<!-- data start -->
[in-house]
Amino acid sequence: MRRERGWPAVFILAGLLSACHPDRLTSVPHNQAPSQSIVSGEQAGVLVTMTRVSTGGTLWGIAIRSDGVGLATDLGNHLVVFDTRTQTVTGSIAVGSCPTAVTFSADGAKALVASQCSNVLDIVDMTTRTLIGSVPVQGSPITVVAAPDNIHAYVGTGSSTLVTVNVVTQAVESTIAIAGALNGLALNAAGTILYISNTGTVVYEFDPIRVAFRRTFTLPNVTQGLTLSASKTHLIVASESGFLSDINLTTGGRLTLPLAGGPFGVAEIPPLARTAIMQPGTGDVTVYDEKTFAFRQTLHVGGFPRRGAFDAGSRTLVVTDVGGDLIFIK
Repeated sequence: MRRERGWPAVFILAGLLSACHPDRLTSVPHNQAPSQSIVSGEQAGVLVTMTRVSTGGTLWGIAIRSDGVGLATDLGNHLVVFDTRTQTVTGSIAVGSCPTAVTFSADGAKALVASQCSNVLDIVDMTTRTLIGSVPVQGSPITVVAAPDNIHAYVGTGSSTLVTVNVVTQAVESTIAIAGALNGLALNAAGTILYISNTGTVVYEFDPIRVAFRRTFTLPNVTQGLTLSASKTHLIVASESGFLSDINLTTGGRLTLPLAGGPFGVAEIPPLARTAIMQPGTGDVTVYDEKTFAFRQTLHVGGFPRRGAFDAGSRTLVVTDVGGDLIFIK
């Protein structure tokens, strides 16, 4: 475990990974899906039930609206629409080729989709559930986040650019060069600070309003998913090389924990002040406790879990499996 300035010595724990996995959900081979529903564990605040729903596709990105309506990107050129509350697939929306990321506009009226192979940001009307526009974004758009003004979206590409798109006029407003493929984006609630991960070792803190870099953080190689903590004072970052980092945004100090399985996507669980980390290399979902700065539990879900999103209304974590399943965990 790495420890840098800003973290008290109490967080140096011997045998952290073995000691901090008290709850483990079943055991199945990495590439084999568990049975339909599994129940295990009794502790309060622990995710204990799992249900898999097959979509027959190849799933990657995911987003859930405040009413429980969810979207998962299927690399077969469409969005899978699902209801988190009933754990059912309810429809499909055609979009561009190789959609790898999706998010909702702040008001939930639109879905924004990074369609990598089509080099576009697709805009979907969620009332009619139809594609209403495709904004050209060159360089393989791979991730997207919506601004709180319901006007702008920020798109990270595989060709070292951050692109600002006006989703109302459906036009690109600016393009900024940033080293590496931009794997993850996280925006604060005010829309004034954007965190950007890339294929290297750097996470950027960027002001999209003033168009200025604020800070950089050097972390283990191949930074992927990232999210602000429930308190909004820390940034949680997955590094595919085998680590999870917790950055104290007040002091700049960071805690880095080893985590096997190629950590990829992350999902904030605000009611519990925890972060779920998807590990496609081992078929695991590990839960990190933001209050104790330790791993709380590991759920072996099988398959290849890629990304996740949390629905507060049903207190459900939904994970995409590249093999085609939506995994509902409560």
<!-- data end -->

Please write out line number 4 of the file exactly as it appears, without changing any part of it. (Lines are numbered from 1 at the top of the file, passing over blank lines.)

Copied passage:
């Protein structure tokens, strides 16, 4: 475990990974899906039930609206629409080729989709559930986040650019060069600070309003998913090389924990002040406790879990499996 300035010595724990996995959900081979529903564990605040729903596709990105309506990107050129509350697939929306990321506009009226192979940001009307526009974004758009003004979206590409798109006029407003493929984006609630991960070792803190870099953080190689903590004072970052980092945004100090399985996507669980980390290399979902700065539990879900999103209304974590399943965990 790495420890840098800003973290008290109490967080140096011997045998952290073995000691901090008290709850483990079943055991199945990495590439084999568990049975339909599994129940295990009794502790309060622990995710204990799992249900898999097959979509027959190849799933990657995911987003859930405040009413429980969810979207998962299927690399077969469409969005899978699902209801988190009933754990059912309810429809499909055609979009561009190789959609790898999706998010909702702040008001939930639109879905924004990074369609990598089509080099576009697709805009979907969620009332009619139809594609209403495709904004050209060159360089393989791979991730997207919506601004709180319901006007702008920020798109990270595989060709070292951050692109600002006006989703109302459906036009690109600016393009900024940033080293590496931009794997993850996280925006604060005010829309004034954007965190950007890339294929290297750097996470950027960027002001999209003033168009200025604020800070950089050097972390283990191949930074992927990232999210602000429930308190909004820390940034949680997955590094595919085998680590999870917790950055104290007040002091700049960071805690880095080893985590096997190629950590990829992350999902904030605000009611519990925890972060779920998807590990496609081992078929695991590990839960990190933001209050104790330790791993709380590991759920072996099988398959290849890629990304996740949390629905507060049903207190459900939904994970995409590249093999085609939506995994509902409560």